Good Bones. Lamb/Stirling House was battered and broken-down when the Langley Heritage Society began restoration work on this house with “good bones”, a partly enclosed verandah and decorative arched ornamental trim. Built in 1908 – 1910 by the David Lamb family, the house was originally located on a farm at 48th Avenue.

David is said to have to have walked west from Winnipeg before the Canadian Pacific Railway arrived on the coast. He was an early resident of Vancouver when the Great Fire of 1886 destroyed most of the newly incorporated city. Lamb moved to Murrayville three years later to start farming (known then as Murray’s Corner) and eventually had the cottage-style house built. Murrayville is historically significant as the second village centre created in Langley, after Fort Langley. In 1922 the property was sold to the Stirling family who operated a cattle farm until 1960 and owned the property until 1990.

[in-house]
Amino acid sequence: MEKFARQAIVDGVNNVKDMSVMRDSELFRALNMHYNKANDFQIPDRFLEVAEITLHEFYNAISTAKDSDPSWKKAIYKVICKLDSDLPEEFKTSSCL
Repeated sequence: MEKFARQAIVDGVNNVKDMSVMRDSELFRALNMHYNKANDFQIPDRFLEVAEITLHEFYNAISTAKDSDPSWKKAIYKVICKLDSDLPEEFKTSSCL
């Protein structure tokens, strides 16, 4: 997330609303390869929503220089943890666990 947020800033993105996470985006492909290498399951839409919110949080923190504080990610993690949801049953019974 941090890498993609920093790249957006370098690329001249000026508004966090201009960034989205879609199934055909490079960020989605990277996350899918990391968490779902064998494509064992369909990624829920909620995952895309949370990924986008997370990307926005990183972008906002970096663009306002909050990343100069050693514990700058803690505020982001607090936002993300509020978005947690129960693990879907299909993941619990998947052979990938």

The structure became a Municipally Designated Heritage Site in the mid-1990s, and a local developer helped with the costs of moving the house to its present location.

There’s an English country garden feel to the property which connects with nearby Harrower House, also restored by the Langley Heritage Society. Society president Fred Pepin says after the Lamb/Stirling House was fixed up, “You could see the difference down the street, people started cleaning up their houses. In six months the street looked totally different…the impact here is enormous.” This home is part of the Murrayville Walking Tour. More details on tours HERE.